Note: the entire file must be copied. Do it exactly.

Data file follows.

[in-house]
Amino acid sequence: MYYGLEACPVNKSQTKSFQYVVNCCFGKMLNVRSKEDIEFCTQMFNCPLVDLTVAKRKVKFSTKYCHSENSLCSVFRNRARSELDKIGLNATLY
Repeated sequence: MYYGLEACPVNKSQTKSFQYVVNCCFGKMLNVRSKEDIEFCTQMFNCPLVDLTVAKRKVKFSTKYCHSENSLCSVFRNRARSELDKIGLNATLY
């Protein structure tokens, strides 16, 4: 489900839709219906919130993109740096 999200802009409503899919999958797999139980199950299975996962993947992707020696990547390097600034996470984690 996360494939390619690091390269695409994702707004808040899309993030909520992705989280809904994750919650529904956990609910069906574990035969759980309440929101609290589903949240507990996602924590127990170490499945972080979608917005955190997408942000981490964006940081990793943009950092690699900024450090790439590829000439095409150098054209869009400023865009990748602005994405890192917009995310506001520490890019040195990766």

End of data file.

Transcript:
[in-house]
Amino acid sequence: MYYGLEACPVNKSQTKSFQYVVNCCFGKMLNVRSKEDIEFCTQMFNCPLVDLTVAKRKVKFSTKYCHSENSLCSVFRNRARSELDKIGLNATLY
Repeated sequence: MYYGLEACPVNKSQTKSFQYVVNCCFGKMLNVRSKEDIEFCTQMFNCPLVDLTVAKRKVKFSTKYCHSENSLCSVFRNRARSELDKIGLNATLY
């Protein structure tokens, strides 16, 4: 489900839709219906919130993109740096 999200802009409503899919999958797999139980199950299975996962993947992707020696990547390097600034996470984690 996360494939390619690091390269695409994702707004808040899309993030909520992705989280809904994750919650529904956990609910069906574990035969759980309440929101609290589903949240507990996602924590127990170490499945972080979608917005955190997408942000981490964006940081990793943009950092690699900024450090790439590829000439095409150098054209869009400023865009990748602005994405890192917009995310506001520490890019040195990766």